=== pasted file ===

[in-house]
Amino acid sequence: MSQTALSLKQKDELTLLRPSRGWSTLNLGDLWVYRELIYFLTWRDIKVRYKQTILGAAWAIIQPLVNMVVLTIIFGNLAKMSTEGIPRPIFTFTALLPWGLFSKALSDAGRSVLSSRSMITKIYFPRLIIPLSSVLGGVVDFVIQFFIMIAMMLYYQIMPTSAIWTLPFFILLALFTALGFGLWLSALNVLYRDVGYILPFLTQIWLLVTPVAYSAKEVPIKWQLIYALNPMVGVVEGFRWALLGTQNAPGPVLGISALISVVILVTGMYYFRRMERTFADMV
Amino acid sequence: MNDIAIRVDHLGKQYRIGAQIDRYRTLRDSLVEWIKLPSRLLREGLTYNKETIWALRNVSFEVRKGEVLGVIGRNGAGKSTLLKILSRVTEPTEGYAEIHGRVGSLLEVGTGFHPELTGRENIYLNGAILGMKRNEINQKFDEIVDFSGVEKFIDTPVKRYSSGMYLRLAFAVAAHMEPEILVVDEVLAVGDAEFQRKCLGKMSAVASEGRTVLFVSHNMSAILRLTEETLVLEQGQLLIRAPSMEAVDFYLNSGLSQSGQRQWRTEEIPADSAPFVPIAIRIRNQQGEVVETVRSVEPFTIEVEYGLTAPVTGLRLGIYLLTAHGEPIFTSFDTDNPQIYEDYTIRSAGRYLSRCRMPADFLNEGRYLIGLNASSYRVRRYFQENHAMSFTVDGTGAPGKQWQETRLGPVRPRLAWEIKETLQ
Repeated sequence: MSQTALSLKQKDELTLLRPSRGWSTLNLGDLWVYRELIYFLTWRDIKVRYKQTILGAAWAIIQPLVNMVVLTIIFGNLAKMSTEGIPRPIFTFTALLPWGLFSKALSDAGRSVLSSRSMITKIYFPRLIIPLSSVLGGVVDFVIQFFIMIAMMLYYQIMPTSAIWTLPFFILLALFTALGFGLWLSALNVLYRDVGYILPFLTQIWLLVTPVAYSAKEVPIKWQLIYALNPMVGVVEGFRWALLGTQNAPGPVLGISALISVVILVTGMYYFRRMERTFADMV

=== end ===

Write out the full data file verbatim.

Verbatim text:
[in-house]
Amino acid sequence: MSQTALSLKQKDELTLLRPSRGWSTLNLGDLWVYRELIYFLTWRDIKVRYKQTILGAAWAIIQPLVNMVVLTIIFGNLAKMSTEGIPRPIFTFTALLPWGLFSKALSDAGRSVLSSRSMITKIYFPRLIIPLSSVLGGVVDFVIQFFIMIAMMLYYQIMPTSAIWTLPFFILLALFTALGFGLWLSALNVLYRDVGYILPFLTQIWLLVTPVAYSAKEVPIKWQLIYALNPMVGVVEGFRWALLGTQNAPGPVLGISALISVVILVTGMYYFRRMERTFADMV
Amino acid sequence: MNDIAIRVDHLGKQYRIGAQIDRYRTLRDSLVEWIKLPSRLLREGLTYNKETIWALRNVSFEVRKGEVLGVIGRNGAGKSTLLKILSRVTEPTEGYAEIHGRVGSLLEVGTGFHPELTGRENIYLNGAILGMKRNEINQKFDEIVDFSGVEKFIDTPVKRYSSGMYLRLAFAVAAHMEPEILVVDEVLAVGDAEFQRKCLGKMSAVASEGRTVLFVSHNMSAILRLTEETLVLEQGQLLIRAPSMEAVDFYLNSGLSQSGQRQWRTEEIPADSAPFVPIAIRIRNQQGEVVETVRSVEPFTIEVEYGLTAPVTGLRLGIYLLTAHGEPIFTSFDTDNPQIYEDYTIRSAGRYLSRCRMPADFLNEGRYLIGLNASSYRVRRYFQENHAMSFTVDGTGAPGKQWQETRLGPVRPRLAWEIKETLQ
Repeated sequence: MSQTALSLKQKDELTLLRPSRGWSTLNLGDLWVYRELIYFLTWRDIKVRYKQTILGAAWAIIQPLVNMVVLTIIFGNLAKMSTEGIPRPIFTFTALLPWGLFSKALSDAGRSVLSSRSMITKIYFPRLIIPLSSVLGGVVDFVIQFFIMIAMMLYYQIMPTSAIWTLPFFILLALFTALGFGLWLSALNVLYRDVGYILPFLTQIWLLVTPVAYSAKEVPIKWQLIYALNPMVGVVEGFRWALLGTQNAPGPVLGISALISVVILVTGMYYFRRMERTFADMV